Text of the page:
(Photo: AP Images / Robert Cohen, Pool)
As part of its plan to reduce incidents of gun violence, the Obama administration released on Tuesday guides that tell houses of worship and other institutions what to do in emergency situations, including shootings.
"Many people think of a house of worship as a safe area where violence and emergencies cannot affect them. However, violence in houses of worship is not a new phenomenon," the guide reads.
In January, one month after the mass-shooting tragedy in Newtown, Conn., that left 20 school children dead, President Barack Obama laid out a number of executive actions seeking to reduce gun violence.
As Vice President Joe Biden explained on Tuesday, steps have been taken to strengthen existing background checks, encourage people to be more responsible gun owners, prompt further research into gun violence, improve access to mental health care, and try to make schools and communities safer.
The White House published three separate "Emergency Operations" guides, one for schools, one for institutions of higher education, and one for houses of worship.
As the introduction to the house of worship guide reminds citizens, faith communities have seen their fair share of violence in the past few years in America. In August 2012, a 40-year-old U.S. army veteran killed six people at a Wisconsin Sikh temple, and just this past Sunday on Father's day, a man shot his father-in-law through the head at a church service in Ogden, Utah.
The guides, which are being jointly released by the Departments of Education, Justice (led by the FBI), Homeland Security (led by FEMA), and Health and Human Services, attempt to educate institutions on how to work with first responders and other community partners to plan and prepare for various emergencies, including natural disasters and shooting situations.
In the section on how to deal with active shooter situations, the guide reminds houses of worship that while evacuation drills for dangers such as fires and tornadoes have become routine, far fewer facilities practice for shooting scenarios.
"Understandably, this is a sensitive topic. There is no single answer for what to do, but a survival mindset can increase the odds of surviving," the 38-page PDF document states.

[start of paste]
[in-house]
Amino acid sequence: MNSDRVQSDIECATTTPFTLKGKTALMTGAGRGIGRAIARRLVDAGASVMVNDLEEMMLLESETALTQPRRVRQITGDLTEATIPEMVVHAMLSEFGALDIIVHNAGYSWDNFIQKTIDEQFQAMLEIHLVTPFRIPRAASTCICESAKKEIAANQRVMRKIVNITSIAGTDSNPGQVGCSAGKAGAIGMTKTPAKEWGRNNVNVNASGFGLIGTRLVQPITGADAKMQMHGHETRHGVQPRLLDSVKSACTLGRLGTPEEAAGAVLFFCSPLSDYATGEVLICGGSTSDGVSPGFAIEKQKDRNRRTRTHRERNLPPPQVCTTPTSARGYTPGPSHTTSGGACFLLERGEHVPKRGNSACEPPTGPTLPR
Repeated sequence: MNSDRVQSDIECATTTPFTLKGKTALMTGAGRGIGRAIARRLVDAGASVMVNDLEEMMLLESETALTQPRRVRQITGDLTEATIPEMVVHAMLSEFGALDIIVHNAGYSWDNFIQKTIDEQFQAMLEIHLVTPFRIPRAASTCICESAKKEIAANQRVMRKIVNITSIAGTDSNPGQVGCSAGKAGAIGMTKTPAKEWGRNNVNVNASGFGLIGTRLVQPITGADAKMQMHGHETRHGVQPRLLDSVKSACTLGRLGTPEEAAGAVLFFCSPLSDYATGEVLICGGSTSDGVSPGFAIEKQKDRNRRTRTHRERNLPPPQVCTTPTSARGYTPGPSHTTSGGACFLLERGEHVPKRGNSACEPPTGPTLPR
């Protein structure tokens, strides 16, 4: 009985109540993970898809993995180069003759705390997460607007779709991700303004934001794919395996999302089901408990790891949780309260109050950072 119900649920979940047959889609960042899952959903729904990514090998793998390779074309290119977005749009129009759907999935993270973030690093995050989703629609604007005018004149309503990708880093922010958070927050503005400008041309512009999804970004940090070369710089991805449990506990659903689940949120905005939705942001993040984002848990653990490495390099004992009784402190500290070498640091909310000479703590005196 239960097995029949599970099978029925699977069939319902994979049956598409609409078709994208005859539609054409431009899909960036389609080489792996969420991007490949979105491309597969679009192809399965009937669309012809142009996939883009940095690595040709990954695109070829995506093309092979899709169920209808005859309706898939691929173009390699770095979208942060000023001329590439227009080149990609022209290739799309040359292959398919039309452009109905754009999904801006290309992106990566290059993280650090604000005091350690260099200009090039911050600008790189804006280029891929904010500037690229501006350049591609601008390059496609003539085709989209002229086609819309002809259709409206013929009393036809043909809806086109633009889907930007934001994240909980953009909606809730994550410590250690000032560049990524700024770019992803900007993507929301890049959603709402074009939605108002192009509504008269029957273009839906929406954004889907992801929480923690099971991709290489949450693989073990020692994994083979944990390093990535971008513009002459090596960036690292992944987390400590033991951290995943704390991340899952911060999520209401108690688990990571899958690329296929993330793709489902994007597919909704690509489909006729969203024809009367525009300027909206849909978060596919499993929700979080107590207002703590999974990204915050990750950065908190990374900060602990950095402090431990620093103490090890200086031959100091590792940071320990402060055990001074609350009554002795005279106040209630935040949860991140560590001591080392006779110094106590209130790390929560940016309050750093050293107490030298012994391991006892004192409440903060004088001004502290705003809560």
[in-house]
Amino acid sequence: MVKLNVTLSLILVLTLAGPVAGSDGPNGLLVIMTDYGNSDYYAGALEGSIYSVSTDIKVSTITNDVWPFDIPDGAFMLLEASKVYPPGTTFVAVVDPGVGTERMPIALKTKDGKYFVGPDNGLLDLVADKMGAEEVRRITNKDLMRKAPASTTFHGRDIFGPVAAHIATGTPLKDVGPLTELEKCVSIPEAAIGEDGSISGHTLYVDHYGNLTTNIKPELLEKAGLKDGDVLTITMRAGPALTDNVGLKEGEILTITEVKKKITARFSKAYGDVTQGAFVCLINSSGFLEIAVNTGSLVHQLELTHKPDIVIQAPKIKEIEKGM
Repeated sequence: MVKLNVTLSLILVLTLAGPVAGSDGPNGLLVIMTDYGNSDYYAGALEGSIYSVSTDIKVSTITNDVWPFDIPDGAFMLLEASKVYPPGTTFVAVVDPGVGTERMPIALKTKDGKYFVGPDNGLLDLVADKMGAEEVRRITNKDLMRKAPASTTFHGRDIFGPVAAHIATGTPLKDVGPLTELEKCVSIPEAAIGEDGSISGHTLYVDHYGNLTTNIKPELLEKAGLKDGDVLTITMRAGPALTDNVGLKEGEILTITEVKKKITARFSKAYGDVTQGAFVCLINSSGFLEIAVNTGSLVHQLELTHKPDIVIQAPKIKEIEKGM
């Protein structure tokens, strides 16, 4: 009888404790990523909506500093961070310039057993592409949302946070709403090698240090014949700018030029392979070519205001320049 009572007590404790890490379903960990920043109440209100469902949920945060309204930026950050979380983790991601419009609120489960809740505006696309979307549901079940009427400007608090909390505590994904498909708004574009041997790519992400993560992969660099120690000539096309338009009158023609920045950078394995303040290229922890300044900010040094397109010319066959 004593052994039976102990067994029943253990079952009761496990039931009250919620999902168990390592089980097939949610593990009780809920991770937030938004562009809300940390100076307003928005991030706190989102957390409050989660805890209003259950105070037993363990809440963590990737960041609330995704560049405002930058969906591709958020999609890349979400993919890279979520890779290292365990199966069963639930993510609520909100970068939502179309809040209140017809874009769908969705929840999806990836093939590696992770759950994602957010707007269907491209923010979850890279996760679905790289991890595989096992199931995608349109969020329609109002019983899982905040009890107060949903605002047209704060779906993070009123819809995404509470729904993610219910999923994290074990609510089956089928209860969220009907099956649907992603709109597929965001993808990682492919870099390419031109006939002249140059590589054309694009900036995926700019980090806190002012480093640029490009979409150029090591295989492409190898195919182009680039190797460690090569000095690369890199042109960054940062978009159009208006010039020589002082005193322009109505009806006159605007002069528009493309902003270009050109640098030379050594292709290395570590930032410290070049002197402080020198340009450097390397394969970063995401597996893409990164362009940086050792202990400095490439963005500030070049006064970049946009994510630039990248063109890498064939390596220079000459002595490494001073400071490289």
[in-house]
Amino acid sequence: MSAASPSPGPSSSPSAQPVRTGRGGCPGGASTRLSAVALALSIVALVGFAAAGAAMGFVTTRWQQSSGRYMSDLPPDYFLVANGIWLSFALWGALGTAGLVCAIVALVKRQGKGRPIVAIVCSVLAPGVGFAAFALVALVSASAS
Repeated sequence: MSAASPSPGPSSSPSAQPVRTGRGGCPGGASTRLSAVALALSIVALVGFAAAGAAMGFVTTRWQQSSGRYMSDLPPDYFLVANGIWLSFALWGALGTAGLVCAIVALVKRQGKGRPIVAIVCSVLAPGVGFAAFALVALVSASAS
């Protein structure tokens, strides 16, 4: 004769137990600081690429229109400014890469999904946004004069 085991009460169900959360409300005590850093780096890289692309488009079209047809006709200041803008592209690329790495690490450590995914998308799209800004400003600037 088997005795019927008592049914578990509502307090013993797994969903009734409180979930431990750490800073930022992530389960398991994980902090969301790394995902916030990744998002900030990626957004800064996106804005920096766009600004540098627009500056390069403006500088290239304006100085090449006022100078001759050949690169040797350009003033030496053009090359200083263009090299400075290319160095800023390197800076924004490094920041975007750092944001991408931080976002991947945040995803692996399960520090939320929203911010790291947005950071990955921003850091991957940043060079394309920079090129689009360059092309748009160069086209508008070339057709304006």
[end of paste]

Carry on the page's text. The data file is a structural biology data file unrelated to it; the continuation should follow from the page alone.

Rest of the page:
"During an active shooter situation, the natural human reaction, even for those who are highly trained, is to be startled; feel fear and anxiety; and even experience initial disbelief and denial," the guide continues. "Noise from alarms, gunfire, explosions, and people shouting and screaming should be expected. Training provides the means to regain composure, recall at least some of what has been learned, and commit to action. There are three basic response options: run, hide, or fight."
A White House report on the president's executive actions to reduce gun violence asserts that more needs to be done to address the problem, pointing to Congress.
A bipartisan amendment looking to expand background checks for gun purchases at gun shows and online died at the Senate in April after it failed to get enough votes. While it marked a blow for the Obama administration, the president promised that "this effort is not over" and that he will continue doing everything he can to protect communities.
The new report calls on Congress to act by passing common-sense gun safety legislation, which includes expanding background checks and making gun trafficking a federal crime, which it says is the most important step America can take toward reducing gun violence.
"A vast majority of the American people supports these critical steps, which would protect our kids and our communities without infringing in any way on our Second Amendment rights," the document states, noting concerns some Americans have had with proposed gun legislation that they fear might infringe on their right to bear arms.
"It is time for Congress to take action and get this done," the report urges.